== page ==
Like many people who live in small towns, Green is something of a jack-of-all-trades. He manages the Weed Store, which sells weed-related T-shirts, hats, signs and other souvenirs, but is also an ordained minister and was elected to the Weed city council in December. Green grew up in Weed and moved back to town a few years ago to care for his mom. He said that the town’s road signs get stolen all the time because everyone wants a sign that says Weed.
There used to be a sign just outside town directing motorists to turn one way for the College of the Siskiyous and another for downtown Weed. But the allure of stealing a sign with the words “College” and “Weed” with arrows pointing in opposite directions was too strong and so they eventually ditched the sign and replaced it with the one you see above. You can, however, buy a postcard of the old sign at Green’s shop.
There isn’t a lot to see in downtown Weed, and in truth, I’ve seen more prosperous looking places, but the town is dramatically situated right near Mt. Shasta, a 14,000-foot peak in the Cascade Range. Even if Weed isn’t the hippie haven I thought it might be, the town’s merchants seem to have no qualms with capitalizing on the town’s name. I saw “Enjoy Weed” T-shirts with the Coca-Cola logo, “I’m High on Weed” hats and other Weed-related souvenirs for sale all over town, including at one of the town’s motels and at a gas station.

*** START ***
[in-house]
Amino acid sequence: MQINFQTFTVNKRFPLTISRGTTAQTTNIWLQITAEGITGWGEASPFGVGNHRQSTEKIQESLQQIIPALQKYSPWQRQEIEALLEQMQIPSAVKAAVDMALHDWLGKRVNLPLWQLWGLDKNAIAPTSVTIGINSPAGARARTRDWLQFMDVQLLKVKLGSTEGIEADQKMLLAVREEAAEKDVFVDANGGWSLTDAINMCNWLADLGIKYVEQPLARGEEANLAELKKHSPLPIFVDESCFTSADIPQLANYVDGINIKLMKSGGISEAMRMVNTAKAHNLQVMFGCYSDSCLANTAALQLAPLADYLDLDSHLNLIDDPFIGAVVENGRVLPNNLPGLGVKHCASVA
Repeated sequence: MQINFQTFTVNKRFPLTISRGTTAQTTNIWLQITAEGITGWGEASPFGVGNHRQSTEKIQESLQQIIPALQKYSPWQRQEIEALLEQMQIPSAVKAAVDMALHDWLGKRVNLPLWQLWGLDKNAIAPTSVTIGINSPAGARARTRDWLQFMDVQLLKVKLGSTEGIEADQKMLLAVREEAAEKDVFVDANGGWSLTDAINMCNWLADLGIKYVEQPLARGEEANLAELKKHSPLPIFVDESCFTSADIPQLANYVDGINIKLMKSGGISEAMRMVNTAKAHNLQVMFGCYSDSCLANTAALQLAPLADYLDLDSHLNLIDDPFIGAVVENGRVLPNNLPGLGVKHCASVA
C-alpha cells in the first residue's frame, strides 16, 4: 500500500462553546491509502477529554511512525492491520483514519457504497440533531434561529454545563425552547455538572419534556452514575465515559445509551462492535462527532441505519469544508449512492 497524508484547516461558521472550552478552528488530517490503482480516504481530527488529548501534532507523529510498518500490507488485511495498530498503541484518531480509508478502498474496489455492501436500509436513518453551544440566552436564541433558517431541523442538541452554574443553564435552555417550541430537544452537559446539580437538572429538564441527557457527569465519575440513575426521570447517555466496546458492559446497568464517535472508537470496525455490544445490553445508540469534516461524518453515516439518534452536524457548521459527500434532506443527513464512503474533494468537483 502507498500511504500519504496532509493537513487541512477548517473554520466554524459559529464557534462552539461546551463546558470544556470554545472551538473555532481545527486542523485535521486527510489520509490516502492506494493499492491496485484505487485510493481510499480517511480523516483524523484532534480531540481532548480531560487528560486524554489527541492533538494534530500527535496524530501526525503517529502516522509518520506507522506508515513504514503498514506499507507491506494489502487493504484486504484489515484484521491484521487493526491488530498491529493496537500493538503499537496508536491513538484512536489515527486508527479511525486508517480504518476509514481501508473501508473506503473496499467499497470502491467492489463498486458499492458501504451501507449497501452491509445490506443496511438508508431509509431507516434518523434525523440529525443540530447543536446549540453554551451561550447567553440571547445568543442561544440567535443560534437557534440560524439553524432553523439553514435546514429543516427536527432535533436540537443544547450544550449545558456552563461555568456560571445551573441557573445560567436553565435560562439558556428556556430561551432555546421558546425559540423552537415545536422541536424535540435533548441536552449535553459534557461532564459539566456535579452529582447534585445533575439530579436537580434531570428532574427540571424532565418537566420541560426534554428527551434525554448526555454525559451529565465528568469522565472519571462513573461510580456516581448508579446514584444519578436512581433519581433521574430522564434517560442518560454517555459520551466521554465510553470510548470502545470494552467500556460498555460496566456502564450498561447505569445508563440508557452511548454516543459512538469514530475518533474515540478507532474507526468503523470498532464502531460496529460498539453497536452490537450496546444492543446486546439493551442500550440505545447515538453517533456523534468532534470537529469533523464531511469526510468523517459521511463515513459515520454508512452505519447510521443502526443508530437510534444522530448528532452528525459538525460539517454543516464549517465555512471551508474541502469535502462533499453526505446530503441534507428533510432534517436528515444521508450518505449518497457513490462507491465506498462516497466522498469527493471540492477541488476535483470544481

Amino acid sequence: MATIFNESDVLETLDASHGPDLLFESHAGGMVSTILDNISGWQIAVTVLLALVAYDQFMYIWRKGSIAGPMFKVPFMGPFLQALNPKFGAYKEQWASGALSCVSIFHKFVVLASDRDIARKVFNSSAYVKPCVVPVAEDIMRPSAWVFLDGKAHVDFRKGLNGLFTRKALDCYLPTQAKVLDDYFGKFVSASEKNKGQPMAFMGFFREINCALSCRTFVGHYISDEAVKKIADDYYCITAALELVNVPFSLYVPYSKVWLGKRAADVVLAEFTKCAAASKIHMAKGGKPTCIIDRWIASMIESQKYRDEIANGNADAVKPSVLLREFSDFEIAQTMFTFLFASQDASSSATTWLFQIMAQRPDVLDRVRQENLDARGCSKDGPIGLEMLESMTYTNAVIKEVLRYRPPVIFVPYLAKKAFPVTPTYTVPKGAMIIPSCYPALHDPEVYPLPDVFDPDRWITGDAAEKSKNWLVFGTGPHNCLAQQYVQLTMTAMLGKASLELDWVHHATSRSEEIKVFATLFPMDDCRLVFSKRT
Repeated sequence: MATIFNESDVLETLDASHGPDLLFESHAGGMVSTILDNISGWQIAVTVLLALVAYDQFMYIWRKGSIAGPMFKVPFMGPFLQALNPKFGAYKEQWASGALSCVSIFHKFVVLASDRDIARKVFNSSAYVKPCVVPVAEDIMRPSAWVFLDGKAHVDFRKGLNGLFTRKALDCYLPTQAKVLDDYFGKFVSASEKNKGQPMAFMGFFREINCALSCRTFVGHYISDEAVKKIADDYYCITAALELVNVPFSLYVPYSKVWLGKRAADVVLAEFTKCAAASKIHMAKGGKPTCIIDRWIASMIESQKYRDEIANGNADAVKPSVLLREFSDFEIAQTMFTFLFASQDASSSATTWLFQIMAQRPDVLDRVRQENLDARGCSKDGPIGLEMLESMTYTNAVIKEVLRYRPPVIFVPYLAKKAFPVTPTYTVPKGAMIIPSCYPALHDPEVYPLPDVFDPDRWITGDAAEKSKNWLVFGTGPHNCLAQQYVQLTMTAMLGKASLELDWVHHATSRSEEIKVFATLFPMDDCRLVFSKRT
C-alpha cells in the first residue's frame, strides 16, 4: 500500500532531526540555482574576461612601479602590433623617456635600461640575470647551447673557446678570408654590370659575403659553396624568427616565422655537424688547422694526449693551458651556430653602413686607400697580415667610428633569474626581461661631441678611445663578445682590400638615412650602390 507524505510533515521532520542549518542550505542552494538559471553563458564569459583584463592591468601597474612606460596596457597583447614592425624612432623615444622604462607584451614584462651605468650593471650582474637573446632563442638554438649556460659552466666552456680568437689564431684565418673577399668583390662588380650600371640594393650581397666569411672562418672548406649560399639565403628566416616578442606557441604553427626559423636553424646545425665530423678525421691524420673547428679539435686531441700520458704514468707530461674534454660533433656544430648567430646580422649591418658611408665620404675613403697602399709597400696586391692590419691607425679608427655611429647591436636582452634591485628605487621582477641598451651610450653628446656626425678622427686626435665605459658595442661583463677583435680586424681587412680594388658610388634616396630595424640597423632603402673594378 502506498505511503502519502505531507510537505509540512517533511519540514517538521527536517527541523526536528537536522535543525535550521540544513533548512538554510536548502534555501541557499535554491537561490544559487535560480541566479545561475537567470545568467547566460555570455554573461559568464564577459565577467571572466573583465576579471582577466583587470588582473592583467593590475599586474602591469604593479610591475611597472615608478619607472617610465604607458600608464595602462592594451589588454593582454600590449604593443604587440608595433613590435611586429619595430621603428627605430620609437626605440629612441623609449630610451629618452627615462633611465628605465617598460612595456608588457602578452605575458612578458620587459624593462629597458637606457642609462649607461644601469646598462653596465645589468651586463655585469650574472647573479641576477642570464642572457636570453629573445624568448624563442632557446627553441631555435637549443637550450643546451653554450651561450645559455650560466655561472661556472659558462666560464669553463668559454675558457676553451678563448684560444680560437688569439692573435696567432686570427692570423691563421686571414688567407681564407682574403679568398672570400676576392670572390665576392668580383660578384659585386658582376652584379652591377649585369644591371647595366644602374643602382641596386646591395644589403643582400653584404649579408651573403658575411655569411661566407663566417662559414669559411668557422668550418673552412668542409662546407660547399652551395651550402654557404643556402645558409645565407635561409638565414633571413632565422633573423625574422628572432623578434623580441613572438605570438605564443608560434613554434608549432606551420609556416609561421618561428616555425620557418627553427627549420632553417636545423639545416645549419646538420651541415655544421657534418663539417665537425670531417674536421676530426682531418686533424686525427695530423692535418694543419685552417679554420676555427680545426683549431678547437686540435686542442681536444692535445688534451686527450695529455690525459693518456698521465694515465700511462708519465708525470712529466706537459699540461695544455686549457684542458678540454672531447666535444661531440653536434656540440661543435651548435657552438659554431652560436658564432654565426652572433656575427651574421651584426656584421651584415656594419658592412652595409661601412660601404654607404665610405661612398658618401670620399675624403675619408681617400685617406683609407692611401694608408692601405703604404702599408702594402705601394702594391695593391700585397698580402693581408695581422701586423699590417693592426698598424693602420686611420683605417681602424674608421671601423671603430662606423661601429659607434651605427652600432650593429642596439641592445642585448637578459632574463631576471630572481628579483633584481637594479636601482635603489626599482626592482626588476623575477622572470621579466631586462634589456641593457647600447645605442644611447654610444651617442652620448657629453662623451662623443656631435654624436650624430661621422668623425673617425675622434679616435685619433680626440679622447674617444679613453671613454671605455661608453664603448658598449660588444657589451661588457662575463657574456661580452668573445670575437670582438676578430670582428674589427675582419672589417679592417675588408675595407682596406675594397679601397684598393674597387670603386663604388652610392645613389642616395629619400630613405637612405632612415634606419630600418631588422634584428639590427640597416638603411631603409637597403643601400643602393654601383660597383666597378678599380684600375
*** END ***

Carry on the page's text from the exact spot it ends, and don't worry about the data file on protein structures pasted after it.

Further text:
At the town’s little tourist information office, a young man made no bones about the town’s claim to fame.
“Most people come in here to ask me about the name,” he said. “And to ask if pot is legal here.”
He said that not only is marijuana illegal, the town also has a law preventing any medicinal marijuana dispensaries from opening inside the city limits. After I left Weed, I looked up the town’s election results and it turns out that Mitt Romney carried Siskiyou County, where Weed sits, to the tune of 56 percent. I didn’t stick around in Weed long enough to understand the town’s political dynamics but even in a brief little foray off the highway, I learned that Weed is full of surprises.